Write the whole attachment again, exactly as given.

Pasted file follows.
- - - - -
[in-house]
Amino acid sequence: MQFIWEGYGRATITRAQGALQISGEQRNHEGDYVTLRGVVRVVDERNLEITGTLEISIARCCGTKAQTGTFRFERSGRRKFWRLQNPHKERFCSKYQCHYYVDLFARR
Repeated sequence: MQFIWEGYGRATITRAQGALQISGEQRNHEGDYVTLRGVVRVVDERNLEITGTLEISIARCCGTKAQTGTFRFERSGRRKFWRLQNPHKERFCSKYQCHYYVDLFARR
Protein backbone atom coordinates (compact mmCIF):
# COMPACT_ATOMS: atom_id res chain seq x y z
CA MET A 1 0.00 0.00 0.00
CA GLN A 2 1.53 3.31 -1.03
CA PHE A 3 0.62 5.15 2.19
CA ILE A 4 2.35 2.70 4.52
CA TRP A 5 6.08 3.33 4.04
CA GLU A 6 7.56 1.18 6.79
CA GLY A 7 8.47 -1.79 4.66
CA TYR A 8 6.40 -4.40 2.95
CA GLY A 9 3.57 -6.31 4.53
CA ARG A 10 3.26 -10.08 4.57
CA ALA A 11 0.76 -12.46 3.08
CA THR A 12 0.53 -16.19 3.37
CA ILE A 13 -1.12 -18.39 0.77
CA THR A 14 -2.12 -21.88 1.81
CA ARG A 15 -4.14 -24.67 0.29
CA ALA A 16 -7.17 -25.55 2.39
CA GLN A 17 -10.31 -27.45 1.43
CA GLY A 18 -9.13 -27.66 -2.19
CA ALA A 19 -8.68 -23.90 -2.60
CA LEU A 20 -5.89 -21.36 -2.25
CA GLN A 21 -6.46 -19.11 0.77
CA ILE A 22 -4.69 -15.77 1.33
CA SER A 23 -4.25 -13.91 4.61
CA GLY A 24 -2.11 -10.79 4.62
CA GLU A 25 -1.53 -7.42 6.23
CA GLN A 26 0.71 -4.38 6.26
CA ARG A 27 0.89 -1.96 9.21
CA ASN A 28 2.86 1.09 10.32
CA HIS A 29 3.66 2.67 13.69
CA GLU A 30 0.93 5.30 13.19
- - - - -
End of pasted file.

[in-house]
Amino acid sequence: MQFIWEGYGRATITRAQGALQISGEQRNHEGDYVTLRGVVRVVDERNLEITGTLEISIARCCGTKAQTGTFRFERSGRRKFWRLQNPHKERFCSKYQCHYYVDLFARR
Repeated sequence: MQFIWEGYGRATITRAQGALQISGEQRNHEGDYVTLRGVVRVVDERNLEITGTLEISIARCCGTKAQTGTFRFERSGRRKFWRLQNPHKERFCSKYQCHYYVDLFARR
Protein backbone atom coordinates (compact mmCIF):
# COMPACT_ATOMS: atom_id res chain seq x y z
CA MET A 1 0.00 0.00 0.00
CA GLN A 2 1.53 3.31 -1.03
CA PHE A 3 0.62 5.15 2.19
CA ILE A 4 2.35 2.70 4.52
CA TRP A 5 6.08 3.33 4.04
CA GLU A 6 7.56 1.18 6.79
CA GLY A 7 8.47 -1.79 4.66
CA TYR A 8 6.40 -4.40 2.95
CA GLY A 9 3.57 -6.31 4.53
CA ARG A 10 3.26 -10.08 4.57
CA ALA A 11 0.76 -12.46 3.08
CA THR A 12 0.53 -16.19 3.37
CA ILE A 13 -1.12 -18.39 0.77
CA THR A 14 -2.12 -21.88 1.81
CA ARG A 15 -4.14 -24.67 0.29
CA ALA A 16 -7.17 -25.55 2.39
CA GLN A 17 -10.31 -27.45 1.43
CA GLY A 18 -9.13 -27.66 -2.19
CA ALA A 19 -8.68 -23.90 -2.60
CA LEU A 20 -5.89 -21.36 -2.25
CA GLN A 21 -6.46 -19.11 0.77
CA ILE A 22 -4.69 -15.77 1.33
CA SER A 23 -4.25 -13.91 4.61
CA GLY A 24 -2.11 -10.79 4.62
CA GLU A 25 -1.53 -7.42 6.23
CA GLN A 26 0.71 -4.38 6.26
CA ARG A 27 0.89 -1.96 9.21
CA ASN A 28 2.86 1.09 10.32
CA HIS A 29 3.66 2.67 13.69
CA GLU A 30 0.93 5.30 13.19